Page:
Maggie Gallagher
These days, politicians of all stripes do not so much adopt issues as strike poses: In Denver on Monday, John Kerry struck his. Sen. Kerry criticized President Bush for allowing "ideology" to trump science, and called for stem-cell research "to tear down every wall today that keeps us from finding the cures of tomorrow."

Steve Schmidt, a spokesman for the Bush campaign, responded only to the underlying pose, with Bush's campaign theme du jour: "Only John Kerry would declare the country to be in scientific decline on a day when the country's first privately funded space trip is successfully completed."

But even in this day, when image and archetype replace substance, it is dangerous to let an actual argument go unanswered: How can we look Reagan's grieving widow in the face and fail to support stem cell research?

In a recent article in the Weekly Standard, Wesley J. Smith points out one inconvenient fact: Alzheimer's is one of the least likely diseases to be cured by any kind of stem cell research. "People need a fairy tale," Ronald D.G. McKay, a stem cell researcher at the National Institute of Neurological Disorders and Stroke, told Washington Post reporter Rick Weiss, explaining why scientists have allowed society to believe wrongly that stem cells are likely to effectively treat Alzheimer's disease.

That's not to say that stem cell research isn't enormously promising. It's not likely to cure Alzheimer's, but there are dozens of other therapeutic uses: Parkinson's, diabetes, Lou Gehrig's disease. Nobody I know is opposed to stem cell research. That's not the issue, let's face it.

The question at hand is this: Are we taxpayers going to pay scientists to create human beings in order to dismember them for research? That is what this debate is about. The John Kerrys of the world are trying to convince us that progress requires that we swallow our misgivings. Is it true? Must we consume our own young to cure disease? Will we traffic in human flesh in order to achieve our dreams? Or do we have enough faith and optimism to believe that there are other ways to make scientific progress against diseases?

Certain bioresearch firms, unable to attract private capital, are beating the drums for taxpayer financing of their firms. "Stem-cell companies bleed cash," as a USA Today reporter put it in 2001, and frankly it is companies who are using stem cells from human embryos that are finding it hard to produce the kind of results that attract investors.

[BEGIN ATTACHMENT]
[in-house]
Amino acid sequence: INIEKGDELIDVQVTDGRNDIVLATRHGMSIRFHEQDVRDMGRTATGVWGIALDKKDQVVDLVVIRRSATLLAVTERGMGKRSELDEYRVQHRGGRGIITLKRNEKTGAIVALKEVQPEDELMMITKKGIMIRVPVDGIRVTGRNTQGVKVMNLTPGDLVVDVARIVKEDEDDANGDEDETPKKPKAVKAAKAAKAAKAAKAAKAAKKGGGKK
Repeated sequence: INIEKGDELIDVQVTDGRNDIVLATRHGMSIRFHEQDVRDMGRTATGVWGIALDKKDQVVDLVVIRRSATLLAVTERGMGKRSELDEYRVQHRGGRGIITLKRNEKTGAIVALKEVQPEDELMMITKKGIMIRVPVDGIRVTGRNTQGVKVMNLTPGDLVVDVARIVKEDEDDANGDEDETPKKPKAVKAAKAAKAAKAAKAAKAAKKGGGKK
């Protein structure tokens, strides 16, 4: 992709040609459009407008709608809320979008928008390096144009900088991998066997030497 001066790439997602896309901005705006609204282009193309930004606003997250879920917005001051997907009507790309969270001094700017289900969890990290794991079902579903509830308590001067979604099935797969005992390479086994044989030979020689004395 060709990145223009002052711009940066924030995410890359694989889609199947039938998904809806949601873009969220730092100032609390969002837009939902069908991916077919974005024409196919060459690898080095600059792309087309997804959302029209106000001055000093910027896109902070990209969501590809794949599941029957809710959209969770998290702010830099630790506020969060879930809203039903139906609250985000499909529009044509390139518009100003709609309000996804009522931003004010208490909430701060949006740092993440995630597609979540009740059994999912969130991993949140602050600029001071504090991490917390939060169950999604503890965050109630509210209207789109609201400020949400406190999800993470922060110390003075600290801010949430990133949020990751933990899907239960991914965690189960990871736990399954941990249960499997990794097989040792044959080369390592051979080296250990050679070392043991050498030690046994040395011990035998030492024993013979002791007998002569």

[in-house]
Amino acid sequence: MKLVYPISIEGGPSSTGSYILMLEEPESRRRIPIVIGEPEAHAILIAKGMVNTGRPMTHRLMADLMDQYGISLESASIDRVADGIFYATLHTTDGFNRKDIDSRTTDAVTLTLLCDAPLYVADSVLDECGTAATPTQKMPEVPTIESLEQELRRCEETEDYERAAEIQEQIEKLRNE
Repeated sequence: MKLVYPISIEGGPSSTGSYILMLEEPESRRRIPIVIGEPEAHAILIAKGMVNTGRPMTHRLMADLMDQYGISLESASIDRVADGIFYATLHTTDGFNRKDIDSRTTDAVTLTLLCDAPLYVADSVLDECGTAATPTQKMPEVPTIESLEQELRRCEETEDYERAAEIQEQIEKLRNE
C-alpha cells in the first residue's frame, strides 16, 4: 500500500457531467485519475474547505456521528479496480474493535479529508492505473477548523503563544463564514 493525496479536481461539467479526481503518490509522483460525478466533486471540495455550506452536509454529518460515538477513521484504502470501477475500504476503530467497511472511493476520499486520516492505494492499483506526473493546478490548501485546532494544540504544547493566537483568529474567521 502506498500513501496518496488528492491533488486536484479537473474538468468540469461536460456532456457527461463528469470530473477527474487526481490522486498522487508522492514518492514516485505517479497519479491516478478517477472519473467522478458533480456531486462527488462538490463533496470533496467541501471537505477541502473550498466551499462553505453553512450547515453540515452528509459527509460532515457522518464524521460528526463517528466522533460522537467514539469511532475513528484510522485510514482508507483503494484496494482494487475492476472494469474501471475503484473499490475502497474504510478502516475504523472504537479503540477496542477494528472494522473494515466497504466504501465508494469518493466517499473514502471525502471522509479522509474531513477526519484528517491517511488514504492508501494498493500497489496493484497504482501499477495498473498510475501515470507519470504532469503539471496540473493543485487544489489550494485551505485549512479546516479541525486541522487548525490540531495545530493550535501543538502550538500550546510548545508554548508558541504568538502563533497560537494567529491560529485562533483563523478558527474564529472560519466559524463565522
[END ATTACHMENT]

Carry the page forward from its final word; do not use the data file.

Michael Fumento, author of "BioEvolution: How Biotechnology Is Changing Our World" (Encounter Books; read review), lists the "wonders of progress" from stem cell research:

"Just last February, two different human-autopsy studies demonstrated that stem cells transfused into the marrow work their way into the brain, where they can repair neurons and other vital cells. Other studies have shown that when injected into animals with severed spinal cords, stem cells rush to the injury site, effecting repairs." At a conference in late 2002, French researchers reported they had performed 69 stem-cell transplants with an 85 percent disease-free survival rate. "Stem cells have been injected into damaged hearts and become functional muscle," notes Fumento.

All of these treatments share one thing in common, according to Fumento: Not a single one used stem cells from human embryos. Stem cells can be harvested from adults, from the placentas of newborns, in myriad ways. We do not need to eat our own young in order to pursue the wonders of stem cells.

Ronald Reagan would have been glad, but not surprised, to know that. He never accepted the idea that human progress and human decency are fundamentally in conflict. He knew in his bones that truth and goodness and abundance are not enemies: They go hand-in-hand. That's the deepest of our American faiths.


Maggie Gallagher

Maggie Gallagher is a nationally syndicated columnist, a leading voice in the new marriage movement and co-author of The Case for Marriage: Why Married People Are Happier, Healthier, and Better Off Financially.